I’ve just read an article about ‘thin-slicing’. Apparently that’s what we do nearly all the time. We base our judgements and decisions on split second observations of thin slices of behaviour. And, surprisingly perhaps, we’re usually right. The easy examples are of sportspeople behaving almost instinctively as they pass the ball, shoot for the hoop or whatever. But the most interesting for writers is that we apparently form an impression of people we meet within the first few seconds and then just notice things which confirm that impression.
So the laborious presentations that people have prepared for situations such as interviews or wanting to impress the future in-laws seem to be a waste of time. The first handshake, eye contact, hairstyle choice, colour of jacket or God knows what else has already made up the mind of the person you’re meeting.
I wonder whether we also ‘thin-slice’ the characters we ‘meet’ in books. Is the initial impression so crucial? Or does the leisurely process of an unfolding narrative change the nature of our perceptions? We don’t, after all, have the direct, instinctive signals of body language to help us and anyway we know we’re reading stuff that’s made up, we’re collaborating in an actual fiction.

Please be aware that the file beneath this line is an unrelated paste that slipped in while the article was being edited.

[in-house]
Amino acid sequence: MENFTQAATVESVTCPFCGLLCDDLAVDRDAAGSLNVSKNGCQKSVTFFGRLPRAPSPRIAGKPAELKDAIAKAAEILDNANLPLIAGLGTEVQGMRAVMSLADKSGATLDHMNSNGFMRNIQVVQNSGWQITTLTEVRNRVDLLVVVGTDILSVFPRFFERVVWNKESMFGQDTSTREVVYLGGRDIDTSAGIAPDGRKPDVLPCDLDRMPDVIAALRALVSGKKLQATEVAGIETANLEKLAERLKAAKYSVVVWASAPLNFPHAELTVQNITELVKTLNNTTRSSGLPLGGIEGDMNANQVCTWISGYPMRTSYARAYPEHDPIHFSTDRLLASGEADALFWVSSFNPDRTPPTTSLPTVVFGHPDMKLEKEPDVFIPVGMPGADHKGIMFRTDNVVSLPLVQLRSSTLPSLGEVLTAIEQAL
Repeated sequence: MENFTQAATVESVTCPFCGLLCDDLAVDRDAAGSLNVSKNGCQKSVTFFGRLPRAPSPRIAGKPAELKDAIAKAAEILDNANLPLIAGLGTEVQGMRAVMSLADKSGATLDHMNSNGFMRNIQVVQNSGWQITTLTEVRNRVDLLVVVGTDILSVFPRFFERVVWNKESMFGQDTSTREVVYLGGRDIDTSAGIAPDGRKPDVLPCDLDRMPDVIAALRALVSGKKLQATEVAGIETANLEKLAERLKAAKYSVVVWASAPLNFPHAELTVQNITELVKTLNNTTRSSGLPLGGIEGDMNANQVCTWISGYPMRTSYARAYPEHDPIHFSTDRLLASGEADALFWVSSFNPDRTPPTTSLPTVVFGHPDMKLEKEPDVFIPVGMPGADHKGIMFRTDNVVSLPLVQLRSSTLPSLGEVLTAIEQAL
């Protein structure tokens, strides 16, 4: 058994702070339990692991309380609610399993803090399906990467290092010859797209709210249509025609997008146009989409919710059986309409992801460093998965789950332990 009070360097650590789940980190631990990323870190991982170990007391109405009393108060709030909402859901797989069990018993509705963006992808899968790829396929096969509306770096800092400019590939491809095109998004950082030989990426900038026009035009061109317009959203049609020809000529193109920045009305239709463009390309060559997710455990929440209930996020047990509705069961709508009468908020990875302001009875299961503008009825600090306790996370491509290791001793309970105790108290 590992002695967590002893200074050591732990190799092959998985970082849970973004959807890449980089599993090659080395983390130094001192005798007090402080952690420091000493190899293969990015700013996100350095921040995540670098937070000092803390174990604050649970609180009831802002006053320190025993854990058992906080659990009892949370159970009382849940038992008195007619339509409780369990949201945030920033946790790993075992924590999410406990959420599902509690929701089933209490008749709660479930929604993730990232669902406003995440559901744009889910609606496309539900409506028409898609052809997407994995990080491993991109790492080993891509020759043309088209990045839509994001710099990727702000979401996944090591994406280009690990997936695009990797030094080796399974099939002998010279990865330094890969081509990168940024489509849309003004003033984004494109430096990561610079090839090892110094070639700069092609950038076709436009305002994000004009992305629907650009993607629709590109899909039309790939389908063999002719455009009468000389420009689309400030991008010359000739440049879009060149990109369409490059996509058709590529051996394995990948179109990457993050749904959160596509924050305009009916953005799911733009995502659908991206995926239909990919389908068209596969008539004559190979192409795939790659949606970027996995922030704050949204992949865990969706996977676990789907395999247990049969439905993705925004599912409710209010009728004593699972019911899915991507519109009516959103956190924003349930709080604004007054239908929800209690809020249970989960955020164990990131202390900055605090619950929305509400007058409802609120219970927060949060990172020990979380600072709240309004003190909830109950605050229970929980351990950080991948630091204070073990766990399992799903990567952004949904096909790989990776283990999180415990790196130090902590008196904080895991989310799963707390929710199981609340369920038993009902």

Wait a minute, though, isn’t that what we’re doing in the ‘real’ world? If the psychologists are right and we’re seeing somebody, making a judgement about him/her and then just looking for clues which prove that we’re right, we’re just turning reality to our own ongoing fiction? We’re telliung the ‘story’ of that person to ourselves, making up the world as we go along.
But to look at it purely from the writer’s viewpoint, does that mean that the best approach is to thin slice our characters? Introduce them by deciding who/what they are and make sure they say or do something right at the start which ‘fixes’ them, leaves little room for the reader to misinterpret them? If that’s the case, it seems to me that the best way to do that is to let the character say something, speak for him/herself. The moment we start describing hair, eyes, clothes, bulk, etc. we’re offering generalisations, archetypes. The clothes they’re wearing, their bulk or whatever are all clues which just invite speculation. However much we then refine them to what we think are the specifics of that individual, the risk is that the reader’s already decided that s/he’s seeing a fat slob or a peacock. So let them speak for themselves, condemn or ingratiate themselves out of their own mouths.
Whatever the truth of it all, it just adds to the fascinating complexity of the reading (and writing) experience.
Post by Bill Kirton